NEW YORK — Former GE topper Jack Welch most certainly influenced NBC News coverage on Election Night 2000 by allegedly distracting editorial staff, doing his own computer analysis of sensitive voter data and, ultimately, insisting the race be called for fellow Republican George W. Bush, a Democratic politico said Monday.
Stepping up his campaign against the Peacock and parent company GE, Rep. Henry Waxman (D-Calif.) outlined his findings in an eight-page letter sent to NBC chair-CEO Bob Wright. Throughout, Waxman reminded Wright that broadcasters have a duty to serve the public — over and above their corporate owners.
Once again, Waxman said he was dismayed that the GE-owned Peacock is trying to protect both itself and Welch, who coincidentally retired Friday, by refusing to turn over an inhouse tape of Election Night despite repeated requests by the lawmaker.
An NBC spokeswoman said the decisions made on Election Night were in “no way, shape or form” influenced or directed by Welch.
“In an eight-page tome, Congressman Waxman comes up with a shocking revelation that Jack Welch was interested in the results of what was perhaps the most riveting night in the history of presidential elections and that he supported George Bush. Not exactly a news flash,” the net spokeswoman said.
Waxman disagreed, ordering that the Peacock provide a full accounting of Welch’s conduct and devise steps to “ensure that the bright line” between corporate and news activities is not “breached” again.
“Understandably, NBC may find it awkward to investigate the former CEO of its parent company,” Waxman wrote. “But as a news network, you know better than anyone that protecting Mr. Welch from scrutiny does not serve the public interest.”
“If this summary of election night is accurate, as I believe it is, this issue needs to be examined and aired publicly, not swept under the rug. Mr. Welch and your organization are not entitled to immunity from scrutiny,” he continued.
Waxman’s account was based on a “series of first-hand observations of Mr. Welch by credible individuals” present at the NBC Decision Desk on Election Night. The politico did not name his sources.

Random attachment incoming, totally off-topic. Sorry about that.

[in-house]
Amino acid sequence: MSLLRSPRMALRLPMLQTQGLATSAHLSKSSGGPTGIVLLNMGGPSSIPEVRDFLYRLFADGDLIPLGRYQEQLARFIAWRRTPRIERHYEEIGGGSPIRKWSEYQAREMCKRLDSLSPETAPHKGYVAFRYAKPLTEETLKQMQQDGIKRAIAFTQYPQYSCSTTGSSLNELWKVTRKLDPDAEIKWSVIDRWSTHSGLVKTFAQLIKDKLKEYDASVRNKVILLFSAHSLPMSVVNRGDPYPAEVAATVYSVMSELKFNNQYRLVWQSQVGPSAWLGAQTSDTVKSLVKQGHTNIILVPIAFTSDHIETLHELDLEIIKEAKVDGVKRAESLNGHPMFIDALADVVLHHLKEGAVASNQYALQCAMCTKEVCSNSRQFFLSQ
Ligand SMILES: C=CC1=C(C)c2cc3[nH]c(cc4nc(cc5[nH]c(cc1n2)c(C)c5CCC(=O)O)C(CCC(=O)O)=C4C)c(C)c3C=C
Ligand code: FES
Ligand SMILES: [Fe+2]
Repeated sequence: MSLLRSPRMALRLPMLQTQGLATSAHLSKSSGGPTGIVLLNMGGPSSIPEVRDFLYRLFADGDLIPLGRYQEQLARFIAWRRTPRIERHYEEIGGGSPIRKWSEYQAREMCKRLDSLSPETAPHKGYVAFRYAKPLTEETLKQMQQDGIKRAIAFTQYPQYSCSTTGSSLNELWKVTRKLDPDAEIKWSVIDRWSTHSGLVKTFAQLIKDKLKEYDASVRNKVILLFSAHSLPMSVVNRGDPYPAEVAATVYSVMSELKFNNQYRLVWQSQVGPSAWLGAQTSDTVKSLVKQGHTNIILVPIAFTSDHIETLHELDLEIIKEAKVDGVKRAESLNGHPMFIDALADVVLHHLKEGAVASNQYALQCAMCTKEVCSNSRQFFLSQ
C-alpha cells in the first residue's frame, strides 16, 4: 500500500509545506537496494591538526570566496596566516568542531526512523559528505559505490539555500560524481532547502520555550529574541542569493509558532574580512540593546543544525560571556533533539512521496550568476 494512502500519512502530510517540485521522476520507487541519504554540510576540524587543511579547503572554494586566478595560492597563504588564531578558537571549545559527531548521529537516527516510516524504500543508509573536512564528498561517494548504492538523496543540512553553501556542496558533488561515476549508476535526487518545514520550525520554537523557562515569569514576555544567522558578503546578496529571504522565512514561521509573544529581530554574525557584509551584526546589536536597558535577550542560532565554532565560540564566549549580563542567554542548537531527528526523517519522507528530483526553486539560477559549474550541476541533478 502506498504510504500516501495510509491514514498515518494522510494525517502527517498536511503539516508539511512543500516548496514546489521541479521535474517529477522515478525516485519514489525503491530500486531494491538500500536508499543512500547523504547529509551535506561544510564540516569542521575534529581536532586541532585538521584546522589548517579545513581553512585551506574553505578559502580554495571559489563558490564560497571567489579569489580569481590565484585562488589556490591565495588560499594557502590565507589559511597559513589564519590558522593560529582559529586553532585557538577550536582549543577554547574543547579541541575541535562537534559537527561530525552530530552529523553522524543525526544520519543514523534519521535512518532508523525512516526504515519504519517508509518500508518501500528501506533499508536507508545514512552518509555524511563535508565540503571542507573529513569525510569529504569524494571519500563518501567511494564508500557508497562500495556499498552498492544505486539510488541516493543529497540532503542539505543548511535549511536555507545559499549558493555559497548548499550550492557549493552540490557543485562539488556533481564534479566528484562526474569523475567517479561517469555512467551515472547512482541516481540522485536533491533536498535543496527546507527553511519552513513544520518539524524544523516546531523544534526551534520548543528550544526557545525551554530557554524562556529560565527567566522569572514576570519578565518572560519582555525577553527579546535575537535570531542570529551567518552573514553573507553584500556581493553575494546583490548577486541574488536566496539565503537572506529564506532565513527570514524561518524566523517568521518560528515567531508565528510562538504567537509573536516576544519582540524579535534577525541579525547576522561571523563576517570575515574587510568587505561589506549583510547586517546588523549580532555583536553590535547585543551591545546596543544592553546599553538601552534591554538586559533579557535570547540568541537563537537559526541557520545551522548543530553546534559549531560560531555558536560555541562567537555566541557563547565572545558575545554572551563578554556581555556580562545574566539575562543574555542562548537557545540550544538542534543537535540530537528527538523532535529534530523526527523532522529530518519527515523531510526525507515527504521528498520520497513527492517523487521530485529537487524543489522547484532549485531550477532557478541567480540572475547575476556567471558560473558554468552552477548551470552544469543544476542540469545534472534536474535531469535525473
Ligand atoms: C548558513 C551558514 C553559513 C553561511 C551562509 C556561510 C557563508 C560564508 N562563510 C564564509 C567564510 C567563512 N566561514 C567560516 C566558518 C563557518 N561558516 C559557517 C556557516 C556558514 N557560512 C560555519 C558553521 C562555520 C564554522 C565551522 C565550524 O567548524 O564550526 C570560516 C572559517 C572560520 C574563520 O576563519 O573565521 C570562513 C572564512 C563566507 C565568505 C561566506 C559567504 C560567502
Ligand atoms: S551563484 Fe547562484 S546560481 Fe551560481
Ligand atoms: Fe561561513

Peacock execs didn’t deny some of the general details set forth by Waxman, including that Welch did indeed spend a couple of hours at the “Decision Desk,” where NBC News director of elections Sheldon Gawiser analyzed incoming data from Voter News Service (VNS).
According to Waxman’s investigation, Welch repeatedly distracted Gawiser by asking how the desk worked. He allegedly also secured direct access to VNS data.
“Efforts were reportedly made during this time period to escort Mr. Welch away from the Decision Desk. These efforts did not succeed,” Waxman said in his letter to Wright.
Called the race
Ultimately, after studying raw data for himself, Welch questioned Gawiser about calling the race for Bush, Waxman said. Around the same time, Fox News Channel predicted Bush the winner. Within a few minutes, Gawiser let the control room know that the Peacock would declare Bush the winner as well.
All the while, an inhouse camera was rolling, Waxman said.
Initially, NBC prexy Andrew Lack told Waxman he was welcome to any such tapes, if any indeed existed. In later correspondence, Lack backed off, with the Peacock changing its position to say that giving Waxman the inhouse footage would intrude on the editorial process.
Waxman said he is not talking about NBC journalists, but about Welch, a corporate exec.
“Mr. Welch is not a journalist, a news analyst, or a part of the NBC news division,” Waxman said. “His actions have little, if any, entitlement to the First Amendment protections belonging to the news media.”
While Waxman is hardly seen as a loose cannon, some Washington insiders say his judgment may be clouded in this situation by partisan politics. Many doubt Waxman would be allowed by House leadership to use congressional subpoena power to gain access to the inhouse footage in question.